Saturday, June 5, 2010

Needing some help/answers here...

A friend of mine left a great question at the end of my last post. I thought I'd post it here and give my fellow d-moms an opportunity to chime in and answer Josie's question.

"Good analogy. I've learned a lot from your blog. I do have a question though, so forgive me if it's an ignorant question. I just thought of it while reading this post. If curing T1 is as simple as a new pancreas (and I don't know if "simple" is quite the right word) couldn't they just cure it by doing a pancreas transplant or something? It seems like I saw an interesting episode on the history channel once about cloning and how they have some really advanced technology for replacing body parts. They have already used it for replacing urethra's and other such body parts. Do you know how close they are to finding some kind of cure for T1? Sorry it's long, I'm just curious if anyone is anywhere near curing this."

My response is, first, it is not an ignorant question. It's a very good question! My answer is this: the pancreas is responsible for many different things, not JUST producing insulin. In order to do a transplant there is a lot that must occur. A donor needs to be found, the body can't reject the transplant, there could be other factors as well. Often times a transplant isn't successful. Right now we have the ability to manage T1 and so to do a transplant could very well cause more problems in other parts of the endocrine system that are now working fine. It is pretty risky and not the best way to cure it. Besides that, to find a pancreas for every T1 person would involve lots of people having to pass away. It's kind of a catch 22 there. Plus, I don't know if this is a factor, but it is believed there is a genetic factor for the people who have T1. Then there is some kind of environmental trigger that tells the body to destroy the islet cells. We don't know why this happens. So, if there were a pancreatic transplant, whose to say the trigger might not cause this pancreas to lose it's ability to produce insulin? Generally speaking there needs to be more than just T1 that is affecting the pancreas in order to warrant a transplant.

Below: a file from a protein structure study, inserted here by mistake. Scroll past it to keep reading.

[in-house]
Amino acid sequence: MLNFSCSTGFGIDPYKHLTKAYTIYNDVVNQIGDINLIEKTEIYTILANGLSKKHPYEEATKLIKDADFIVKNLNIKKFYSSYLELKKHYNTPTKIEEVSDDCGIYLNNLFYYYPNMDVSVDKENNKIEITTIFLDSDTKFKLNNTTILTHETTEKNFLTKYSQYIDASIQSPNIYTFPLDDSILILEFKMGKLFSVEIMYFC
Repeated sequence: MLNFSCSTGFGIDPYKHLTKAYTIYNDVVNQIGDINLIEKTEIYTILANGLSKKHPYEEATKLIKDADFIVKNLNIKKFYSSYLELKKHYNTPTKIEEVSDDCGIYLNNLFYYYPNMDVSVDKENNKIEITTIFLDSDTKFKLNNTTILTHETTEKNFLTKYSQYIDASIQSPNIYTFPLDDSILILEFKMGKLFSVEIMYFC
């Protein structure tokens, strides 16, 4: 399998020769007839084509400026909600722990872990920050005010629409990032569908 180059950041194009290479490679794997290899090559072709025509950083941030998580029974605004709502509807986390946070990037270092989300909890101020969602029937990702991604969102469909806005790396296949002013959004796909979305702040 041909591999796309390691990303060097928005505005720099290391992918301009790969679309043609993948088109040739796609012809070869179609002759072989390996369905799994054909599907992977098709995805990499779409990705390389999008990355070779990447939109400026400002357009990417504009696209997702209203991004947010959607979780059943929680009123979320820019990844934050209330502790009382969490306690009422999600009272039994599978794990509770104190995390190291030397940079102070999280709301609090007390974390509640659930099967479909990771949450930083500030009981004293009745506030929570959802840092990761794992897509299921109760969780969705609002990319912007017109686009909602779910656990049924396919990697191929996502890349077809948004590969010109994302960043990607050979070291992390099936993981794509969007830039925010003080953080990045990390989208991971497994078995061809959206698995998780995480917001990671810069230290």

As far as advancements in a cure. They have come a long way. They have done islet cell transplants--which are the cells in the pancreas that are responsible for producing insulin. All of that is in the beginning stages though. I am not even sure how they procured the islet cells. Stem cell research has showed promise. Animas (a pump company) teamed with JDRF this year to start developing the first fully functioning artificial pancreas. Those are all pretty cool things but still probably years and years away from getting to the point that they can be mass produced.

Of course, one thing I do worry about is politics. They play a part in everything. Sometimes I worry that pharmaceutical companies might try to "buy" the postponement of a cure. Type 1 Diabetes is a very, very expensive disease. The amount of money we have to spend to buy products to keep our kids alive is ridiculous...marked up I'm sure because it's a necessity. So, it makes sense, if a cure were found, these pharm companies would take a big hit. So, are they greedy enough to try and postpone a cure at the expense of my little girl? Well, I don't know for sure, but I wouldn't put it past them. I'm not sure how much, if any, that would play a part but it does cross my mind when I think about a cure.

So that is my answer...I hope it made sense. Maybe some of my other d-moms will have some better insights to help answer your question. Thanks again Josie!


Tracy said...

Very well said, Shamae!